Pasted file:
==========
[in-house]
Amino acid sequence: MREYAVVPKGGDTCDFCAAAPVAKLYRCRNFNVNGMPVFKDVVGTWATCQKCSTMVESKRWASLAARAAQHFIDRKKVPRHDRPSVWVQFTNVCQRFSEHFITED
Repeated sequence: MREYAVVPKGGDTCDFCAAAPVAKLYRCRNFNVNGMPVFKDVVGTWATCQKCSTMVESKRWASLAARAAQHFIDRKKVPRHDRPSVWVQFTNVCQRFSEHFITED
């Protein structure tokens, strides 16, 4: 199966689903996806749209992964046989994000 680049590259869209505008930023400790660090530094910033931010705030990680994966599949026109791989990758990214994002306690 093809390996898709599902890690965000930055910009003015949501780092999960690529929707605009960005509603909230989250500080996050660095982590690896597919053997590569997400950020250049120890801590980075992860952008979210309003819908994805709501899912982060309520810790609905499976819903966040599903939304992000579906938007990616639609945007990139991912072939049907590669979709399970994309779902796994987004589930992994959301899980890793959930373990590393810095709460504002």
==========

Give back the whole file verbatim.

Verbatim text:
[in-house]
Amino acid sequence: MREYAVVPKGGDTCDFCAAAPVAKLYRCRNFNVNGMPVFKDVVGTWATCQKCSTMVESKRWASLAARAAQHFIDRKKVPRHDRPSVWVQFTNVCQRFSEHFITED
Repeated sequence: MREYAVVPKGGDTCDFCAAAPVAKLYRCRNFNVNGMPVFKDVVGTWATCQKCSTMVESKRWASLAARAAQHFIDRKKVPRHDRPSVWVQFTNVCQRFSEHFITED
């Protein structure tokens, strides 16, 4: 199966689903996806749209992964046989994000 680049590259869209505008930023400790660090530094910033931010705030990680994966599949026109791989990758990214994002306690 093809390996898709599902890690965000930055910009003015949501780092999960690529929707605009960005509603909230989250500080996050660095982590690896597919053997590569997400950020250049120890801590980075992860952008979210309003819908994805709501899912982060309520810790609905499976819903966040599903939304992000579906938007990616639609945007990139991912072939049907590669979709399970994309779902796994987004589930992994959301899980890793959930373990590393810095709460504002």